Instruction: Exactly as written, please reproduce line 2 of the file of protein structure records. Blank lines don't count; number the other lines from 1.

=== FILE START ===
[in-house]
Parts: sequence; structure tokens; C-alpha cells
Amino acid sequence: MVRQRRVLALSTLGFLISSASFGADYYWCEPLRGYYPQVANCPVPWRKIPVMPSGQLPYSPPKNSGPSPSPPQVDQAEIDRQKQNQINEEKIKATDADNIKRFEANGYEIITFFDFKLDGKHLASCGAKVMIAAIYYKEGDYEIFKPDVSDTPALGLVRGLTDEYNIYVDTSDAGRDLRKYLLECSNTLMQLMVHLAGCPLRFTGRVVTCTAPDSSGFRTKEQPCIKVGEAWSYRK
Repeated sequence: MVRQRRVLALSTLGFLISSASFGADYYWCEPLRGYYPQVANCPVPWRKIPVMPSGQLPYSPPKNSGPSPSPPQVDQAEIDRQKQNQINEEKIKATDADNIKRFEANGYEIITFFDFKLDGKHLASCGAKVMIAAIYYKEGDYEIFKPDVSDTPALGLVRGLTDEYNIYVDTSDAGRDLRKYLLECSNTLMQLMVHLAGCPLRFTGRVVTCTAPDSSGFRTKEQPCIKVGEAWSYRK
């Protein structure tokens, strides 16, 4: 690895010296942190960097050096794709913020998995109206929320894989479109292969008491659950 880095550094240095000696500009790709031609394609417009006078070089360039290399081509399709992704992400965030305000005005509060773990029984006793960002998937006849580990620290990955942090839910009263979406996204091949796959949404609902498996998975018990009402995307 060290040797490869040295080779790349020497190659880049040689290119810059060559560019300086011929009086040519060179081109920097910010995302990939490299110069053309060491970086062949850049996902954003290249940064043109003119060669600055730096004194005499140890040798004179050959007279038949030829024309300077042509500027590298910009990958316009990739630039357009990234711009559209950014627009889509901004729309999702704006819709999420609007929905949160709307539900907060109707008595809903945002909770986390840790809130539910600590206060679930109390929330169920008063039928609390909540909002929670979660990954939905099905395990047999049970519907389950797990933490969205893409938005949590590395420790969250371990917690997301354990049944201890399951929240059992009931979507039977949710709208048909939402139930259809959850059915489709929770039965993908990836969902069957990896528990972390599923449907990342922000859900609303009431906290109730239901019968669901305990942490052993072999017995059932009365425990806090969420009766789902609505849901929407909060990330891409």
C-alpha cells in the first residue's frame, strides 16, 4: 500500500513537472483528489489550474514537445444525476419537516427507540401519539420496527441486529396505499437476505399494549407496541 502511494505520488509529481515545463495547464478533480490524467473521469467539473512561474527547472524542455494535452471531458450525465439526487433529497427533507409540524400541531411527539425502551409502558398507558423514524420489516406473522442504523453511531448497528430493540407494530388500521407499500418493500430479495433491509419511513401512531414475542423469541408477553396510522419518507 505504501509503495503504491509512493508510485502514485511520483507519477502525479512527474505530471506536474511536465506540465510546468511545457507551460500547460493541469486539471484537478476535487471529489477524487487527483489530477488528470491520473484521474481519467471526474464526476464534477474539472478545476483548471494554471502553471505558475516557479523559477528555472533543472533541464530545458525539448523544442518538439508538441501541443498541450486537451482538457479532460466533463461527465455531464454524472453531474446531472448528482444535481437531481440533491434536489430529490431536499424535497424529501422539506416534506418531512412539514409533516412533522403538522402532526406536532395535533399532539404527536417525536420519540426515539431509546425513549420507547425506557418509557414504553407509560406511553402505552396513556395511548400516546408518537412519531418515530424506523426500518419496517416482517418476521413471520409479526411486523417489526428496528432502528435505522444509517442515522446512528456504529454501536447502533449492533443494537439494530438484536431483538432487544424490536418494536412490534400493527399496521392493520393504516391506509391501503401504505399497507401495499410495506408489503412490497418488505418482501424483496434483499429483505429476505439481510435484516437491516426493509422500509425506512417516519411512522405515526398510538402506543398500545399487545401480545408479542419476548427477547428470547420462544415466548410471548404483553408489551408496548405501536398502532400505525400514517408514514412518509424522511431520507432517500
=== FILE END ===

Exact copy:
Parts: sequence; structure tokens; C-alpha cells